With an Employment First Approach, Homeless Youth Find their Professional Passions & Meet their Goals
By Leiha Edmonds, Research and Policy Assistant, National Initiatives on Poverty & Economic Opportunity
On any given night, over 200 unaccompanied children and youth experience homelessness in Washington, D.C., and it’s likely that hundreds more are doubled up, couch surfing, or living in other unstable housing situations that puts them at risk of homelessness. Yet when Friendship Place, a leading D.C.-based homeless services organization, scanned the District’s available services, they realized youth and young people up to the age of 30 often weren’t getting all the help they needed to exit homelessness. Many of these young people also weren’t working or in school, and it was clear that helping these opportunity youth succeed in employment would play a key role in preventing and ending their homelessness. That’s why Friendship Place created its Before Thirty program, which works with youth and young adults experiencing or at risk of homelessness to help them get and keep jobs, move into stable housing, and meet their goals. This month, we chatted with Before Thirty’s Youth and Young Adults Specialist, Tiffini Jackson, about the importance of an “Employment First” approach for homeless jobseekers, the hidden face of youth homelessness, and helping youth find their professional passions.
National Initiatives: Friendship Place talks a lot about the idea of “Employment First.” Can you explain what that means, and why an Employment First approach is important for young adults experiencing or at-risk of homelessness?
Tiffini Jackson: When we say Employment First, what we mean is that we assume employability and prioritize job placement over training. It’s central to our philosophy of care at Friendship Place. Many of the youth who come into our program don’t have time to go through unpaid job training, so we place them into a living wage job as soon as possible, based on what they’re passionate about. We believe our Employment First approach keeps youth more engaged in the program—they’re earning income to do what they like. Youth experiencing homelessness need to feel motivated and have stability for long term success, and having earned income can help with that.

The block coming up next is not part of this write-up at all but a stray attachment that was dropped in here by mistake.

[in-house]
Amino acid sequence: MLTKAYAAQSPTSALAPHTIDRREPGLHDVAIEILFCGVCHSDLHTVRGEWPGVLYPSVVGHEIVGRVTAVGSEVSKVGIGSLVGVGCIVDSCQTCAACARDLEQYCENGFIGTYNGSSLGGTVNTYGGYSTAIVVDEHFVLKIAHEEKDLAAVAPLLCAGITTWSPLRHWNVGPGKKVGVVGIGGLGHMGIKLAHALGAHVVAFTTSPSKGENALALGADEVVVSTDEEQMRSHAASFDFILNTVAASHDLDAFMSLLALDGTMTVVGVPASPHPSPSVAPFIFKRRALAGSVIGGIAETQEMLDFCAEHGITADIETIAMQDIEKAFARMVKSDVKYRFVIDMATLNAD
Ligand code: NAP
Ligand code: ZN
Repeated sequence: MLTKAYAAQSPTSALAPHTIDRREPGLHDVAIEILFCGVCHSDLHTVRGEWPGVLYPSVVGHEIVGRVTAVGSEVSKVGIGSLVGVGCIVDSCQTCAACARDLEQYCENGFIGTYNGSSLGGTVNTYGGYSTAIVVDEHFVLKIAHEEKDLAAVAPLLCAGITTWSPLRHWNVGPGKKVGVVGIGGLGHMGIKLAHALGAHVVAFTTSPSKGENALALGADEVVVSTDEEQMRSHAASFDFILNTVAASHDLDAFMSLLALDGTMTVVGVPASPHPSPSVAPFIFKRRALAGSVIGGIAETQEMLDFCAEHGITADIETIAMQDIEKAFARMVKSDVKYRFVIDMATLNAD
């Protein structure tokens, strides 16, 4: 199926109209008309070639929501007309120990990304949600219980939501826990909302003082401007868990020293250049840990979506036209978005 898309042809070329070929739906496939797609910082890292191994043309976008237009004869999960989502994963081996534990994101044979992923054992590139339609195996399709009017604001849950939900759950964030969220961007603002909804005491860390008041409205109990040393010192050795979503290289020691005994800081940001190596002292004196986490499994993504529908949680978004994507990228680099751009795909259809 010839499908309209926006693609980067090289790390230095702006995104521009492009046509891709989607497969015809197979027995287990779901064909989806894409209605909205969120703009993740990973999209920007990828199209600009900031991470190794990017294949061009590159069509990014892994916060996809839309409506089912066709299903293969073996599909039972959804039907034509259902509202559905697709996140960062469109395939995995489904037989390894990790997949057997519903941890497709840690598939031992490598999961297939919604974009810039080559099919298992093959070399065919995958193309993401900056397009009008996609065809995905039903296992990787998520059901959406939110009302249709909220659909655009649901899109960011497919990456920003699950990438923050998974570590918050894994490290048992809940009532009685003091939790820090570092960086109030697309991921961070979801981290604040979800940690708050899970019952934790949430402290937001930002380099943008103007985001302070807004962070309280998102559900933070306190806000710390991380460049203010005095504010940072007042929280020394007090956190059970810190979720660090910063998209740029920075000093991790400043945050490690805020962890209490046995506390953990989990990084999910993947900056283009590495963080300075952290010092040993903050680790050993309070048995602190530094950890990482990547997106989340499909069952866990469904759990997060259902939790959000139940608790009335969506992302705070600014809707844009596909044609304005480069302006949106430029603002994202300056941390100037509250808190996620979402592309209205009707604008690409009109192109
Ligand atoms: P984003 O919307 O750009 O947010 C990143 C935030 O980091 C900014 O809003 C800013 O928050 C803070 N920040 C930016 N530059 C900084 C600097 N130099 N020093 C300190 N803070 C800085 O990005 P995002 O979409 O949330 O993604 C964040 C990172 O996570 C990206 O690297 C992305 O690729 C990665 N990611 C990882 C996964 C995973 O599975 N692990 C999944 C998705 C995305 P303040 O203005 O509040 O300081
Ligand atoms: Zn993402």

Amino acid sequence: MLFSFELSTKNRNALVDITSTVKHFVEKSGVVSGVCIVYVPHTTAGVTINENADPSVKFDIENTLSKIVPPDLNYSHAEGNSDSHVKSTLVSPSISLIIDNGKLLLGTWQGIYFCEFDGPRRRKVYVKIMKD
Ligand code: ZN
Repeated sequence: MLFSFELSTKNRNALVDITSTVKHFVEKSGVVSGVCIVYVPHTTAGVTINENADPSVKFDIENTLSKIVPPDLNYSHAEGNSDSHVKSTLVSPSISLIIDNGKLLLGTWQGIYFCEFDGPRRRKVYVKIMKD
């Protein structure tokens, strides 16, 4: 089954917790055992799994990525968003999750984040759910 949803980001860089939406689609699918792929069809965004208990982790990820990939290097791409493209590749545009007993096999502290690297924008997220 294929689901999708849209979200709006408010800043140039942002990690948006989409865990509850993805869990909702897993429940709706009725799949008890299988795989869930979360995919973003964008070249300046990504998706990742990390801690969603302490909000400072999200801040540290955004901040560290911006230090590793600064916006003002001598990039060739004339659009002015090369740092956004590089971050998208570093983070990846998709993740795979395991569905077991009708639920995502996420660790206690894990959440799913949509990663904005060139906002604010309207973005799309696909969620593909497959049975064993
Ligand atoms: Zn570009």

National Initiatives: Outside of providing income, we know that having a job can have positive ripple effects on youth’s lives and be a great learning experience. How do you leverage the employment experience into a learning experience for youth?
Tiffini Jackson: Once our youth are in a job, we work with them one-on-one to build up their financial and life skills. By using a contextualized learning approach, we leverage their employment experience to help build up these skills – for example, we’ll use concrete examples from their work, like how their take-home pay sets the parameters for their monthly budget.
National Initiatives: What’s one thing you think more people need to know when it comes to addressing youth homelessness?
Tiffini Jackson At Before Thirty, we talk a lot about “hidden youth” who are doubled up with friends, not sleeping outside, and find ways to have up-to-date clothes so you wouldn’t know they’re experiencing homelessness—if you were to walk by them on the street you’d assume they’re doing okay, when in reality they’re not in school and they’re unemployed. Homelessness is a complex situation and youth experiencing homelessness often feel a lot of shame regardless of how they dress or where they are living. At Before Thirty, we’re working to help these “hidden youth” feel less ashamed about their situations.
National Initiatives: When we’ve spoken with providers, we’ve found it’s really important to “meet youth where they are” when offering employment and other services. How does this play out in your work?
Tiffini Jackson: It’s important to listen rather than just assume what a person needs. At Before Thirty, we’re big on providing the right opportunities for the youth who come through the program. We give youth a voice in the process and take time to connect with them. When the program began, we asked participating youth what they were interested in and molded Before Thirty to their needs – that’s why in addition to employment programming, we offer therapeutic services such as group discussions, dance, and creative writing classes.
National Initiatives: Is there anything else you’d like to add that I haven’t asked you about?
Tiffini Jackson: The participants in Before Thirty have already experienced a lot of rejection in their lives, so Friendship Place can’t be another place where they feel turned away. Providing a safe space, mentorship, and an opportunity to pursue their passions leads to real success for our youth.
Like what you read?
Learn best practices for employment programming for opportunity youth with our new Opportunity Youth Employment Toolkit.
See how our policy efforts help opportunity youth succeed in employment.
Read our other blogs about employment programming for opportunity youth.